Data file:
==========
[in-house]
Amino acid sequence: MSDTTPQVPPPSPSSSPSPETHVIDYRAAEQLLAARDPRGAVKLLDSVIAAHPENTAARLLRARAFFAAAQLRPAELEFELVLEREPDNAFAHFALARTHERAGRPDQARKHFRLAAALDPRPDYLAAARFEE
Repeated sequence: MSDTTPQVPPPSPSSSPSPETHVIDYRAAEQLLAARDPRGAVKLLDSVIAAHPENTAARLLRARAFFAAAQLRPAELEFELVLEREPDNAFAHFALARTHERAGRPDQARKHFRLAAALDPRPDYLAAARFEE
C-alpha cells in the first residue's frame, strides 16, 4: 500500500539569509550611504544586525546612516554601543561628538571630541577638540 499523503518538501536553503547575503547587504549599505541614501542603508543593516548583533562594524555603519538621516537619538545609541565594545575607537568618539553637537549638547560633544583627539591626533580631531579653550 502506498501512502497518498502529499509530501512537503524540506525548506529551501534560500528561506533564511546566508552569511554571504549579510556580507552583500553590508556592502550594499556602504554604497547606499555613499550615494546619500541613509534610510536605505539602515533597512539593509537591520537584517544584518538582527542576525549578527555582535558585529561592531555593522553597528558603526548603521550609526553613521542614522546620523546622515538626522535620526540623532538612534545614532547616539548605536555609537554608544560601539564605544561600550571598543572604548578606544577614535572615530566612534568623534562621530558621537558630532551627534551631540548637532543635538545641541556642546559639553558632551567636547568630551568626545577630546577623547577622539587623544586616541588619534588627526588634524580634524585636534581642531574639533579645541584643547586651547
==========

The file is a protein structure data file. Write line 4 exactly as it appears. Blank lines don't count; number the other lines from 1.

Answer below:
C-alpha cells in the first residue's frame, strides 16, 4: 500500500539569509550611504544586525546612516554601543561628538571630541577638540 499523503518538501536553503547575503547587504549599505541614501542603508543593516548583533562594524555603519538621516537619538545609541565594545575607537568618539553637537549638547560633544583627539591626533580631531579653550 502506498501512502497518498502529499509530501512537503524540506525548506529551501534560500528561506533564511546566508552569511554571504549579510556580507552583500553590508556592502550594499556602504554604497547606499555613499550615494546619500541613509534610510536605505539602515533597512539593509537591520537584517544584518538582527542576525549578527555582535558585529561592531555593522553597528558603526548603521550609526553613521542614522546620523546622515538626522535620526540623532538612534545614532547616539548605536555609537554608544560601539564605544561600550571598543572604548578606544577614535572615530566612534568623534562621530558621537558630532551627534551631540548637532543635538545641541556642546559639553558632551567636547568630551568626545577630546577623547577622539587623544586616541588619534588627526588634524580634524585636534581642531574639533579645541584643547586651547